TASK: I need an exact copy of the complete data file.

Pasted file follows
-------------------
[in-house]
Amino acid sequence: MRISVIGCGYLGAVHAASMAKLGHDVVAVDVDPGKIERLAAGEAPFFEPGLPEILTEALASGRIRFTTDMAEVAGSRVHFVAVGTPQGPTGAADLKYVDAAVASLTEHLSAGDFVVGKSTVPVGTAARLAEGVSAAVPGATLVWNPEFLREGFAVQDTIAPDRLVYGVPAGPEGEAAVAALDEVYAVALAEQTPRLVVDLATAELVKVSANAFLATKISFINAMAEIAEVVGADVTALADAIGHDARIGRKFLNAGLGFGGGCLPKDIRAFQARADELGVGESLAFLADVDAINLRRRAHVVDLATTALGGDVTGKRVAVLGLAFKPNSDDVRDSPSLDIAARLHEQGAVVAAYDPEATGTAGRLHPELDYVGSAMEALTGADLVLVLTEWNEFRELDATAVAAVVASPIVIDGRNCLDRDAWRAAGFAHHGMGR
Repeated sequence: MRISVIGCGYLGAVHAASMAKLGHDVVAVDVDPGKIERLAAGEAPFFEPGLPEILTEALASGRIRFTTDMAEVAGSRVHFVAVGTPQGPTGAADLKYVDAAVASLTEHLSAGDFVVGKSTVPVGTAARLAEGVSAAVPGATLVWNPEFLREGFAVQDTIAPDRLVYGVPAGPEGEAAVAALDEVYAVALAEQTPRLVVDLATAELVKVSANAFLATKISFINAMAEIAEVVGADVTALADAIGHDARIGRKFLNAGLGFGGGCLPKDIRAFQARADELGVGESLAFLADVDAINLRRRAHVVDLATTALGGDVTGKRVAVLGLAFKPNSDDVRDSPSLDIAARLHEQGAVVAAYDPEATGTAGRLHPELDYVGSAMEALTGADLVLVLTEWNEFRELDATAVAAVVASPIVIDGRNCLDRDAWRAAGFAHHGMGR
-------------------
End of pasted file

[in-house]
Amino acid sequence: MRISVIGCGYLGAVHAASMAKLGHDVVAVDVDPGKIERLAAGEAPFFEPGLPEILTEALASGRIRFTTDMAEVAGSRVHFVAVGTPQGPTGAADLKYVDAAVASLTEHLSAGDFVVGKSTVPVGTAARLAEGVSAAVPGATLVWNPEFLREGFAVQDTIAPDRLVYGVPAGPEGEAAVAALDEVYAVALAEQTPRLVVDLATAELVKVSANAFLATKISFINAMAEIAEVVGADVTALADAIGHDARIGRKFLNAGLGFGGGCLPKDIRAFQARADELGVGESLAFLADVDAINLRRRAHVVDLATTALGGDVTGKRVAVLGLAFKPNSDDVRDSPSLDIAARLHEQGAVVAAYDPEATGTAGRLHPELDYVGSAMEALTGADLVLVLTEWNEFRELDATAVAAVVASPIVIDGRNCLDRDAWRAAGFAHHGMGR
Repeated sequence: MRISVIGCGYLGAVHAASMAKLGHDVVAVDVDPGKIERLAAGEAPFFEPGLPEILTEALASGRIRFTTDMAEVAGSRVHFVAVGTPQGPTGAADLKYVDAAVASLTEHLSAGDFVVGKSTVPVGTAARLAEGVSAAVPGATLVWNPEFLREGFAVQDTIAPDRLVYGVPAGPEGEAAVAALDEVYAVALAEQTPRLVVDLATAELVKVSANAFLATKISFINAMAEIAEVVGADVTALADAIGHDARIGRKFLNAGLGFGGGCLPKDIRAFQARADELGVGESLAFLADVDAINLRRRAHVVDLATTALGGDVTGKRVAVLGLAFKPNSDDVRDSPSLDIAARLHEQGAVVAAYDPEATGTAGRLHPELDYVGSAMEALTGADLVLVLTEWNEFRELDATAVAAVVASPIVIDGRNCLDRDAWRAAGFAHHGMGR